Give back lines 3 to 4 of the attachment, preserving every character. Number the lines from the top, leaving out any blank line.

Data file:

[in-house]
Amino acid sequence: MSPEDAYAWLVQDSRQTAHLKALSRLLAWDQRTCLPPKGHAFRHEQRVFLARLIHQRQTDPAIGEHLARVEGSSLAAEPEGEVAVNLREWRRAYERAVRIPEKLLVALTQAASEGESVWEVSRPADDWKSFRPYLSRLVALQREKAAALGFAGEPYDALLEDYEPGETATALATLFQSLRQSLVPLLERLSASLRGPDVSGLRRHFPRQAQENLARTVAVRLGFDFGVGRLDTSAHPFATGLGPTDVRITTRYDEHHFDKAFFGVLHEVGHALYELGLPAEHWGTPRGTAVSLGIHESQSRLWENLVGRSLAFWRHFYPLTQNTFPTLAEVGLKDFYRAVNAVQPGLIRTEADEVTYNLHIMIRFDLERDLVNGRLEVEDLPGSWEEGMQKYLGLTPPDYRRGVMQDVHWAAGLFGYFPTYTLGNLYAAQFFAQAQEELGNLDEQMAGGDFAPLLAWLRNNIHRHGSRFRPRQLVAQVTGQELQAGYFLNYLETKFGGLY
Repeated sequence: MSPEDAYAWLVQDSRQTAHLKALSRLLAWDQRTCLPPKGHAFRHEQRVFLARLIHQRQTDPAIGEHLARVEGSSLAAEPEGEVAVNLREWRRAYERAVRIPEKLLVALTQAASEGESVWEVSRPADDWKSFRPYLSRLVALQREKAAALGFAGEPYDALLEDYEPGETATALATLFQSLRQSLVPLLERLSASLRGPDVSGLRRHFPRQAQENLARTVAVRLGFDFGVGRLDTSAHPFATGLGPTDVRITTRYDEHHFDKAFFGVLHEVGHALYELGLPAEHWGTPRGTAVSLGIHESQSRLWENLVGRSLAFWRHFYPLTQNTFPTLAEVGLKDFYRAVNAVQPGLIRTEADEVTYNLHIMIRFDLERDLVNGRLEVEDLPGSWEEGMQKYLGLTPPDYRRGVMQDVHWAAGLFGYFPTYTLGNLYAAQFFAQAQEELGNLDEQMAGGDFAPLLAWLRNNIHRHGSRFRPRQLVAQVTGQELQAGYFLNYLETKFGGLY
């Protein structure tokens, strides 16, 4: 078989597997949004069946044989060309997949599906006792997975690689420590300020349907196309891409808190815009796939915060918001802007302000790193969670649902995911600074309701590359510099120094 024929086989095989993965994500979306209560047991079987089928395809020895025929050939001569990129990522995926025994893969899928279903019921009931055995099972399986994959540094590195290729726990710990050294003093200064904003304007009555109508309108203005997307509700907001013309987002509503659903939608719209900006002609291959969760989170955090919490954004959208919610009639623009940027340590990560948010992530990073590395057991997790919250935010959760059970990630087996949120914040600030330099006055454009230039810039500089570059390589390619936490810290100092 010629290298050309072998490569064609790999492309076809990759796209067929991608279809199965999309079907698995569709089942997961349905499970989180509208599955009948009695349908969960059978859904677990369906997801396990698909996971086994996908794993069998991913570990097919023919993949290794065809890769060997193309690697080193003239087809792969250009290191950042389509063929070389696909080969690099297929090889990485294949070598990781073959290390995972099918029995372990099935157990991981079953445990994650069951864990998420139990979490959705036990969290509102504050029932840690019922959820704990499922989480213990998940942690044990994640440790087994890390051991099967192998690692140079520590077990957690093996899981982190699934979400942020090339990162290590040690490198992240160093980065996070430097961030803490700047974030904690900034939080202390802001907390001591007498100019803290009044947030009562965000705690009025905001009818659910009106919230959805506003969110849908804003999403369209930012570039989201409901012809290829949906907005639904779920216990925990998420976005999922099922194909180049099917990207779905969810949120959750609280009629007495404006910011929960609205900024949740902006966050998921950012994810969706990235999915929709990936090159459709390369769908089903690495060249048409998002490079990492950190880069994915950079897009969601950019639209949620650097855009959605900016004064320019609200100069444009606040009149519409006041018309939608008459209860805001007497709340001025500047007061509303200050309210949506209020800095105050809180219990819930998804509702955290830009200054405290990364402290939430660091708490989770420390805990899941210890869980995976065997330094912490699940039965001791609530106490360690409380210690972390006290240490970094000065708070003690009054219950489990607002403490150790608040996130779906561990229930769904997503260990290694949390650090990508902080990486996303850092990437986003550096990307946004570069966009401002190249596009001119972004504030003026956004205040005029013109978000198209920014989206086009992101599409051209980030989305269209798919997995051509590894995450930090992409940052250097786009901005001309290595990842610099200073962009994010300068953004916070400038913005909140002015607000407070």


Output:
Repeated sequence: MSPEDAYAWLVQDSRQTAHLKALSRLLAWDQRTCLPPKGHAFRHEQRVFLARLIHQRQTDPAIGEHLARVEGSSLAAEPEGEVAVNLREWRRAYERAVRIPEKLLVALTQAASEGESVWEVSRPADDWKSFRPYLSRLVALQREKAAALGFAGEPYDALLEDYEPGETATALATLFQSLRQSLVPLLERLSASLRGPDVSGLRRHFPRQAQENLARTVAVRLGFDFGVGRLDTSAHPFATGLGPTDVRITTRYDEHHFDKAFFGVLHEVGHALYELGLPAEHWGTPRGTAVSLGIHESQSRLWENLVGRSLAFWRHFYPLTQNTFPTLAEVGLKDFYRAVNAVQPGLIRTEADEVTYNLHIMIRFDLERDLVNGRLEVEDLPGSWEEGMQKYLGLTPPDYRRGVMQDVHWAAGLFGYFPTYTLGNLYAAQFFAQAQEELGNLDEQMAGGDFAPLLAWLRNNIHRHGSRFRPRQLVAQVTGQELQAGYFLNYLETKFGGLY
């Protein structure tokens, strides 16, 4: 078989597997949004069946044989060309997949599906006792997975690689420590300020349907196309891409808190815009796939915060918001802007302000790193969670649902995911600074309701590359510099120094 024929086989095989993965994500979306209560047991079987089928395809020895025929050939001569990129990522995926025994893969899928279903019921009931055995099972399986994959540094590195290729726990710990050294003093200064904003304007009555109508309108203005997307509700907001013309987002509503659903939608719209900006002609291959969760989170955090919490954004959208919610009639623009940027340590990560948010992530990073590395057991997790919250935010959760059970990630087996949120914040600030330099006055454009230039810039500089570059390589390619936490810290100092 010629290298050309072998490569064609790999492309076809990759796209067929991608279809199965999309079907698995569709089942997961349905499970989180509208599955009948009695349908969960059978859904677990369906997801396990698909996971086994996908794993069998991913570990097919023919993949290794065809890769060997193309690697080193003239087809792969250009290191950042389509063929070389696909080969690099297929090889990485294949070598990781073959290390995972099918029995372990099935157990991981079953445990994650069951864990998420139990979490959705036990969290509102504050029932840690019922959820704990499922989480213990998940942690044990994640440790087994890390051991099967192998690692140079520590077990957690093996899981982190699934979400942020090339990162290590040690490198992240160093980065996070430097961030803490700047974030904690900034939080202390802001907390001591007498100019803290009044947030009562965000705690009025905001009818659910009106919230959805506003969110849908804003999403369209930012570039989201409901012809290829949906907005639904779920216990925990998420976005999922099922194909180049099917990207779905969810949120959750609280009629007495404006910011929960609205900024949740902006966050998921950012994810969706990235999915929709990936090159459709390369769908089903690495060249048409998002490079990492950190880069994915950079897009969601950019639209949620650097855009959605900016004064320019609200100069444009606040009149519409006041018309939608008459209860805001007497709340001025500047007061509303200050309210949506209020800095105050809180219990819930998804509702955290830009200054405290990364402290939430660091708490989770420390805990899941210890869980995976065997330094912490699940039965001791609530106490360690409380210690972390006290240490970094000065708070003690009054219950489990607002403490150790608040996130779906561990229930769904997503260990290694949390650090990508902080990486996303850092990437986003550096990307946004570069966009401002190249596009001119972004504030003026956004205040005029013109978000198209920014989206086009992101599409051209980030989305269209798919997995051509590894995450930090992409940052250097786009901005001309290595990842610099200073962009994010300068953004916070400038913005909140002015607000407070």